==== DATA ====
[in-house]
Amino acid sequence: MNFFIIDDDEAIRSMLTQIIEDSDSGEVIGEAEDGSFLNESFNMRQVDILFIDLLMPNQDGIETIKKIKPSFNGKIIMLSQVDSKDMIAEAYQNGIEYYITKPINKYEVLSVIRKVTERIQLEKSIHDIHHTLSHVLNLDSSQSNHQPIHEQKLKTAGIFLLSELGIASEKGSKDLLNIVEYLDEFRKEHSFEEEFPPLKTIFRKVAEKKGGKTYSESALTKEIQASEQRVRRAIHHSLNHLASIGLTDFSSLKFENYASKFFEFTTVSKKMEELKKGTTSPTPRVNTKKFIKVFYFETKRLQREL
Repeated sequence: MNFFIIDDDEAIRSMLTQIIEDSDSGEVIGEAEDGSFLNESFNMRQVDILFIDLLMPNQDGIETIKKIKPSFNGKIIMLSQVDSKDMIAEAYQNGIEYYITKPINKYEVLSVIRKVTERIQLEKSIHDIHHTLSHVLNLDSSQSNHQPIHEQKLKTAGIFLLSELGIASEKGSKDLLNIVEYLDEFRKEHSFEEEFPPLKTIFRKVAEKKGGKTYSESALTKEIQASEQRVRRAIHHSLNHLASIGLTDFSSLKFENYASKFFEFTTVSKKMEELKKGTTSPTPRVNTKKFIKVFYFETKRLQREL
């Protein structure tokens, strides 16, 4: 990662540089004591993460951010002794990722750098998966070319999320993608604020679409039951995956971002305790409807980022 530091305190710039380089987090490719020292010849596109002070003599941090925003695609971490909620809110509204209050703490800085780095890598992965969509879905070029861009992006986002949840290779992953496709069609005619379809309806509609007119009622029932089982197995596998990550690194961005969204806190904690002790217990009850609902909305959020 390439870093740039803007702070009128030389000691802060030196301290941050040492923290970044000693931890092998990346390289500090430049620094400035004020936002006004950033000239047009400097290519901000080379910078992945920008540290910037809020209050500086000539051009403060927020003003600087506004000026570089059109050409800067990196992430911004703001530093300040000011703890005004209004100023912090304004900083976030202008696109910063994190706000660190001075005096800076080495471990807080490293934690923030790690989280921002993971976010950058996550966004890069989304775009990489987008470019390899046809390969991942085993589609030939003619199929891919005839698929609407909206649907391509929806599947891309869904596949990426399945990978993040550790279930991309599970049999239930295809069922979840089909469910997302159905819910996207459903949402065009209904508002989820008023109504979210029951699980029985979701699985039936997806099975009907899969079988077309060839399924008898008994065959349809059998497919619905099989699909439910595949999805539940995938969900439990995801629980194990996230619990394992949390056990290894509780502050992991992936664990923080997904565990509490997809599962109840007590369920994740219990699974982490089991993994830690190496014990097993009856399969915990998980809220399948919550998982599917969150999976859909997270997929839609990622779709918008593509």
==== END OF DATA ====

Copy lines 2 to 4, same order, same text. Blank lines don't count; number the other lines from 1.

Amino acid sequence: MNFFIIDDDEAIRSMLTQIIEDSDSGEVIGEAEDGSFLNESFNMRQVDILFIDLLMPNQDGIETIKKIKPSFNGKIIMLSQVDSKDMIAEAYQNGIEYYITKPINKYEVLSVIRKVTERIQLEKSIHDIHHTLSHVLNLDSSQSNHQPIHEQKLKTAGIFLLSELGIASEKGSKDLLNIVEYLDEFRKEHSFEEEFPPLKTIFRKVAEKKGGKTYSESALTKEIQASEQRVRRAIHHSLNHLASIGLTDFSSLKFENYASKFFEFTTVSKKMEELKKGTTSPTPRVNTKKFIKVFYFETKRLQREL
Repeated sequence: MNFFIIDDDEAIRSMLTQIIEDSDSGEVIGEAEDGSFLNESFNMRQVDILFIDLLMPNQDGIETIKKIKPSFNGKIIMLSQVDSKDMIAEAYQNGIEYYITKPINKYEVLSVIRKVTERIQLEKSIHDIHHTLSHVLNLDSSQSNHQPIHEQKLKTAGIFLLSELGIASEKGSKDLLNIVEYLDEFRKEHSFEEEFPPLKTIFRKVAEKKGGKTYSESALTKEIQASEQRVRRAIHHSLNHLASIGLTDFSSLKFENYASKFFEFTTVSKKMEELKKGTTSPTPRVNTKKFIKVFYFETKRLQREL
């Protein structure tokens, strides 16, 4: 990662540089004591993460951010002794990722750098998966070319999320993608604020679409039951995956971002305790409807980022 530091305190710039380089987090490719020292010849596109002070003599941090925003695609971490909620809110509204209050703490800085780095890598992965969509879905070029861009992006986002949840290779992953496709069609005619379809309806509609007119009622029932089982197995596998990550690194961005969204806190904690002790217990009850609902909305959020 390439870093740039803007702070009128030389000691802060030196301290941050040492923290970044000693931890092998990346390289500090430049620094400035004020936002006004950033000239047009400097290519901000080379910078992945920008540290910037809020209050500086000539051009403060927020003003600087506004000026570089059109050409800067990196992430911004703001530093300040000011703890005004209004100023912090304004900083976030202008696109910063994190706000660190001075005096800076080495471990807080490293934690923030790690989280921002993971976010950058996550966004890069989304775009990489987008470019390899046809390969991942085993589609030939003619199929891919005839698929609407909206649907391509929806599947891309869904596949990426399945990978993040550790279930991309599970049999239930295809069922979840089909469910997302159905819910996207459903949402065009209904508002989820008023109504979210029951699980029985979701699985039936997806099975009907899969079988077309060839399924008898008994065959349809059998497919619905099989699909439910595949999805539940995938969900439990995801629980194990996230619990394992949390056990290894509780502050992991992936664990923080997904565990509490997809599962109840007590369920994740219990699974982490089991993994830690190496014990097993009856399969915990998980809220399948919550998982599917969150999976859909997270997929839609990622779709918008593509």